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By No owner — last modified Mar 27, 2017 03:06 PM

 Norway - Formalities

Clearance

Norway requires all yachts to clear into the country but rules are more relaxed if coming from another Nordic country or a Schengen Area country.

Yachts from Nordic countries do not need to make a Customs declaration provided they are not carrying an excess of dutiable stores and equipment and do not remain in Norwegian waters more than six months.

Yachts from other countries should report immediately on arrival at a Port of Entry. The penalties for importing excess alcohol or tobacco are severe.

The captain should report to Customs and show the ship's documents and passports. Customs must be cleared at a quay in the main harbour before moving to a berth for yachts. Immigration must be contacted on arrival and both Immigration and Customs must be cleared on departure.

When completing the normal clearance at a Port of Entry, a list of Harbours to be visited is required. These Harbours actually mean Harbour Districts, which in Norway, are very large areas. They DO NOT mean every port you wish to enter! This is, of course, not at all clear on the (English) form provided.

For safety reasons, port authorities like to be advised when a boat arrives or leaves a port, if it is possible, and if the port is big enough to have any officials based there. There is no requirement for official clearance except at the first port of arrival into the country or the last when leaving Norwegian waters.

If you expect to cross the border into Norway at a place remote from an Immigration office, then special permission is required. In this instance, PRIOR permission must be obtained and a Permit issued by the local Police Station. There has to be a very specific reason why this would NOT be granted. You will then be informed of the location as to where you must visit Immigration.

Last updated August 2017.

Immigration

Although Norway is not a member of the EU, it is a member of the Schengen Agreement Area. See Noonsite' Schengen page for more details on the immigration rules.

List of countries with whom Norway has reciprocal agreements covering visits by their nationals:- Countries of the EU, Andorra, Argentina, Australia, Bermuda, Brazil, Brunei, Bulgaria, Canada, Chile, Costa Rica, El Salvador, Guatemala, Honduras, Hong Kong, Iceland, Israel, Japan, Republic of Korea, Malaysia, Mexico, New Zealand, Nicaragua, Panama, Paraguay, Singapore, Uruguay, USA, Venezuela.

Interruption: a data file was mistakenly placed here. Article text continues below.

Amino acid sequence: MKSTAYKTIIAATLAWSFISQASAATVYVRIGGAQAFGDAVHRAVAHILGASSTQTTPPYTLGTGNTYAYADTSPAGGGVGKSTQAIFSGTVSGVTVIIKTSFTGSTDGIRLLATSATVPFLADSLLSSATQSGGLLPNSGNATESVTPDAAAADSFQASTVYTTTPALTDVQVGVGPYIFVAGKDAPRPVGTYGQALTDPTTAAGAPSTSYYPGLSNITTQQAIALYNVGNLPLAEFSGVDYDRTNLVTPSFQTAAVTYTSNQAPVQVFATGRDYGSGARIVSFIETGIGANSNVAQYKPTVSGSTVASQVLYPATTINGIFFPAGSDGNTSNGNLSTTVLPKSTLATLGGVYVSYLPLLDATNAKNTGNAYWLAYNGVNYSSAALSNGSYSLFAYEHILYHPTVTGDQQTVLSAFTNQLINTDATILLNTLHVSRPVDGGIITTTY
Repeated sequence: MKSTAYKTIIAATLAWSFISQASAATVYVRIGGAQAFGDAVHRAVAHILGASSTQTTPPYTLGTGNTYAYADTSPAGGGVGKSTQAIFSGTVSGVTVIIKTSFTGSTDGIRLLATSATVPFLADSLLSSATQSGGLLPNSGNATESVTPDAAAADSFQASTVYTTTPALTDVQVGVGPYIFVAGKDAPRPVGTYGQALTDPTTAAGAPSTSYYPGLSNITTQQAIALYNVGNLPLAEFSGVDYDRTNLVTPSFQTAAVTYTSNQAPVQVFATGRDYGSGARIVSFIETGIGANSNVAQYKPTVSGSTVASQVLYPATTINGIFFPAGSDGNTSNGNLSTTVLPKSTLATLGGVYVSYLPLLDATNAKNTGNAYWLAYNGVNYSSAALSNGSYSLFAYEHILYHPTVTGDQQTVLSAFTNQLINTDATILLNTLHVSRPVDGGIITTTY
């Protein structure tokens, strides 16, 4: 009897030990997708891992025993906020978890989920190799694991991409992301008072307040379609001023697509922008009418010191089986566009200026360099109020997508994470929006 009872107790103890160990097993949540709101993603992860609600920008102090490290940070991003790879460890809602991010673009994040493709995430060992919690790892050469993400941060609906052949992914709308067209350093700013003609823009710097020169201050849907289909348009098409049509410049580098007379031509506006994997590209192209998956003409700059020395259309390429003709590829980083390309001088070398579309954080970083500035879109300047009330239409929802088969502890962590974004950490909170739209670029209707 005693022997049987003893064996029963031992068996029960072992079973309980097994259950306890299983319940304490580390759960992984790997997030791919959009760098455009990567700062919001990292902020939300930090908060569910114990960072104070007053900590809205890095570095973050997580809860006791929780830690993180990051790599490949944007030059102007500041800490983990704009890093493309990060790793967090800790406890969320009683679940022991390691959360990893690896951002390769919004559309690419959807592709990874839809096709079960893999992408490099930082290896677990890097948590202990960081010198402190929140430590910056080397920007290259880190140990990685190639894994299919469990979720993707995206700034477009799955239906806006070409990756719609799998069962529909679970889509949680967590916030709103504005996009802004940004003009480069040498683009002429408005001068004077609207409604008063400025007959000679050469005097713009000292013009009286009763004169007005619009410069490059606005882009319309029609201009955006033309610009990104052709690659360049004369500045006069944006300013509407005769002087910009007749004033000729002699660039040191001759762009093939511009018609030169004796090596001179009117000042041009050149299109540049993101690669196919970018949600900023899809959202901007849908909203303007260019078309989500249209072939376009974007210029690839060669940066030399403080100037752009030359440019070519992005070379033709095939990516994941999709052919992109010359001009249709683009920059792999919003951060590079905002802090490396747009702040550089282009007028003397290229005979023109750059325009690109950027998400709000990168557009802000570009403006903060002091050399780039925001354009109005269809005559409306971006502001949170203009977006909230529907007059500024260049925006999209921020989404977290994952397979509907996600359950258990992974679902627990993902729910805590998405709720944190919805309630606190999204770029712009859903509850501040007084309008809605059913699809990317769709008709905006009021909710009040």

It is understood that these agreements (which usually entail visits of up to 90 days, depending on the country) do not come under the Schengen Agreement rules.

The previous requirement to have a special Sailing Permit no longer applies.

Last updated November 2016.

Norwegian Directorate of Immigration (UDI)
This website is an exhaustive resource for visa and immigration information for all nationalities. Refer to the UDI for the most up-to-date information.

Customs

On arrival, notify Customs at the first Port of Entry.

Firearms must be declared. All firearms must have a licence from the country of origin. Firearms must be re-exported within three months, if not an application for a permit must be made.

Customs rules specify that only up to 22 lb (10 kg) of agricultural products are allowed to be imported, of which 6.6 lb (3 kg) may be meat and processed meat products from other Nordic countries. Tinned meat from all countries is allowed but fresh fruit, vegetables and dairy products are restricted as are eggs and potatoes. It is unlikely that these rules will be enforced in the case of a yacht where the products are not take ashore.